Although Saturday offered no definitive answer as to whether or not Floyd Mayweather Jr.-Manny Pacquiao 2 will happen, one potential participant made it clear he is up for a rematch.
After defeating Adrien Broner to retain the WBA welterweight title at the MGM Grand in Las Vegas on Saturday night, Pacquiao let it be known he was open to another clash with the currently retired boxing legend, per Showtime Boxing:
"Tell him to come back to the ring, and we will fight," Pacquiao said. "I'm willing to fight again ... if he's willing to come back in boxing."
Mayweather, though, declined to answer when asked if he accepted Pacquiao's challenge.
That was not the first time Mayweather avoided the question on this night. During the Pacquiao-Broner tilt, he sidestepped Showtime Boxing's question on the matter:
"Y'all constantly keep asking about the fight with Manny Pacquiao, he must get past Adrien Broner first," Mayweather told Showtime Boxing. "And as of right now, I'm living a happy life."
Well, Pacquiao did get by Broner, and in rather convincing fashion.
Now, the boxing world waits to see what's next.
Mayweather has not had an official bout since he knocked out UFC star Conor McGregor in his boxing debut in August 2017. That fight helped Money retire at a nice round number in the win column, 50-0.
Although the fight did not factor into his official record, the 41-year-old did, however, take on Japanese kickboxer Tenshin Nasukawa in an exhibition in Tokyo on New Year's Eve, winning via first-round knockout.
Meanwhile, the 40-year-old Pacquiao improved to 61-7-2 with the victory over Broner. He has now won four of his last five fights, losing only to Jeff Horn in July 2017.
Mayweather and Pacquiao met back in May 2015 in a showdown that was dubbed "The Fight of the Century." A unanimous-decision victory gave Mayweather victory No. 48 in his storied career—but it didn't come without some controversy.
Pacquiao revealed after the fight that he had a torn rotator cuff, but because he failed to disclose the injury to the Nevada State Athletic Commission, he was not able to receive an anti-inflammatory shot on the night of the fight. He underwent surgery to repair the cuff just days after the fight.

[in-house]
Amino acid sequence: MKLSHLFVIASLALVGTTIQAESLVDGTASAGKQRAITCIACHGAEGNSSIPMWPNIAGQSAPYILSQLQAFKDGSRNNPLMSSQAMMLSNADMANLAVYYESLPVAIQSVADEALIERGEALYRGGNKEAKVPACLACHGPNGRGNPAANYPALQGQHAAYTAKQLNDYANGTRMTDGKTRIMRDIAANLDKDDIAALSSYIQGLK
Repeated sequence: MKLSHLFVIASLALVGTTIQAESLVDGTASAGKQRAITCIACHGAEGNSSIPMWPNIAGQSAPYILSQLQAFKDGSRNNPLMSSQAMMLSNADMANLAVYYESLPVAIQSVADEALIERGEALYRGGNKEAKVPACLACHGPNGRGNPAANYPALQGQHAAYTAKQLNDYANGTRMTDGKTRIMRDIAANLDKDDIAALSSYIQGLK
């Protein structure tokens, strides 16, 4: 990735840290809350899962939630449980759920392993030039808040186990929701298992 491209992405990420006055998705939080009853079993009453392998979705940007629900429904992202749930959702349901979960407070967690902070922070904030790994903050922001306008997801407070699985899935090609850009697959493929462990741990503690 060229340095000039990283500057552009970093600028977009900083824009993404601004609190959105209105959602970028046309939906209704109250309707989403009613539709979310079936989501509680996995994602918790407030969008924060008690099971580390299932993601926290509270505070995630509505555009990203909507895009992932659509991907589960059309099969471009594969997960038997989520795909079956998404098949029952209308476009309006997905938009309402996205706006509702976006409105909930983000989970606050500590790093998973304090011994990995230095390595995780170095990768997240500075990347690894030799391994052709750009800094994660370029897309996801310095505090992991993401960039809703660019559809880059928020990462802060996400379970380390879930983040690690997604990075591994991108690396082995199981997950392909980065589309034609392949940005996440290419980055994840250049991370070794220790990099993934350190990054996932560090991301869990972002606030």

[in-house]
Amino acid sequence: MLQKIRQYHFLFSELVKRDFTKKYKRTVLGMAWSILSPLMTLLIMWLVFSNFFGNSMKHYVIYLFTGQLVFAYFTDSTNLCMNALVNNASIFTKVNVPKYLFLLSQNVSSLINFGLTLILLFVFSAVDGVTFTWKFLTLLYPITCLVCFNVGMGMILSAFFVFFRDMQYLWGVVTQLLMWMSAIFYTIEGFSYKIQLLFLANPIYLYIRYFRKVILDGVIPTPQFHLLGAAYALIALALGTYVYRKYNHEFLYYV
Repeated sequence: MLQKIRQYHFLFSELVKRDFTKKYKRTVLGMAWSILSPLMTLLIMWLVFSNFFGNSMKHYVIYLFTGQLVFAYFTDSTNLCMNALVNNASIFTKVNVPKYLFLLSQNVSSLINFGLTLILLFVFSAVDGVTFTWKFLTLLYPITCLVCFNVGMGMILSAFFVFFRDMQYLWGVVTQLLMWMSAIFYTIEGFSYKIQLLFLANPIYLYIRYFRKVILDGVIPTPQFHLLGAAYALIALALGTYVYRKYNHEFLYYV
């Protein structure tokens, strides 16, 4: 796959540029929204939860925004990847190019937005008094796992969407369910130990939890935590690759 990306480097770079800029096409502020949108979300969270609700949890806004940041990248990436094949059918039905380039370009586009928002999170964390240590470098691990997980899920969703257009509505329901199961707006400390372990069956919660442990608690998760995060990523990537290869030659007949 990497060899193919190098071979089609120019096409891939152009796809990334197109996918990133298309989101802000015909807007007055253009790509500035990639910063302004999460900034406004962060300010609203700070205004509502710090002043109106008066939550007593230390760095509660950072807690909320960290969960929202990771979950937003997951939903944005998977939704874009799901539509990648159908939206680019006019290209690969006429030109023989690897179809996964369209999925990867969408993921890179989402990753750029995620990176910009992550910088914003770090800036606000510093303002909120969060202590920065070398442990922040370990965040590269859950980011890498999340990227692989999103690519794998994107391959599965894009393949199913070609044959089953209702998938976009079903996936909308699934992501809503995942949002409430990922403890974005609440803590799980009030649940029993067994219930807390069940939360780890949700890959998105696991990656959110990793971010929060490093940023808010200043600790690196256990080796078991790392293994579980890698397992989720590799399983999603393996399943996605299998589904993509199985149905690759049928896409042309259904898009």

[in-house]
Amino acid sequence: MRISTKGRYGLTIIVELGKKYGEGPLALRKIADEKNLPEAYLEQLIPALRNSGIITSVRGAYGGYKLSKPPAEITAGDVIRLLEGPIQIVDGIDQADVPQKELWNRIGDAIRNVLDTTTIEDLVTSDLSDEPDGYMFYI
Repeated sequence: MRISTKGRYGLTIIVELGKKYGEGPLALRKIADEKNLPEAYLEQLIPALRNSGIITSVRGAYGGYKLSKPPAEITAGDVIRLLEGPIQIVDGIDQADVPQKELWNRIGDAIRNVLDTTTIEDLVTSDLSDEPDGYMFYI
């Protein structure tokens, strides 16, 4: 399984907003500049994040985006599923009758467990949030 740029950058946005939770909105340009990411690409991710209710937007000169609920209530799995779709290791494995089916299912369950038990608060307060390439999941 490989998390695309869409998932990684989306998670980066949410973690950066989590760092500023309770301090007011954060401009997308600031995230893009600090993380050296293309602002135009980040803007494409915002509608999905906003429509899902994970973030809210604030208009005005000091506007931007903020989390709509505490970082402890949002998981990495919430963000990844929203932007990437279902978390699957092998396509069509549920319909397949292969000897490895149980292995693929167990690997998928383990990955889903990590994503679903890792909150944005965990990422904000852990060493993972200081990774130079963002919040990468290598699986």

Money later took to Instagram to say, "'Don't have an excuse'. Winners win and losers have excuses."
Mayweather initially told ESPN's Stephen A. Smith in the days after the initial fight that he was willing to fight Pacquiao once he was fully recovered from his surgery. He changed his mind less than a week later, though, saying Pacquiao should "accept the loss."
However, talk of a rematch gained new life last September when Mayweather himself announced he was ready to make it happen:
Back in April 2016, Mayweather let it be known he would only come back if the money was right:
Given the numbers from the first Mayweather-Pacquiao fight, a rematch figured to be an attractive option for Money. According to CNN's Chris Isidore, the first fight between the two boxing stars brought in more than $500 million in revenue and featured a record 4.4 million pay-per-view buys.
Per David Mayo, then writing for MLive.com, Mayweather earned approximately $210 million for the bout, while Pacquiao topped the $140 million mark.
It will be tough for a rematch, especially given their ages now, to eclipse the initial revenue totals. However, it would still likely lead to quite the payday.
Mayweather has shown willingness to entertain the idea of a rematch in the past, and now, it appears as though it's up to him to make it a reality.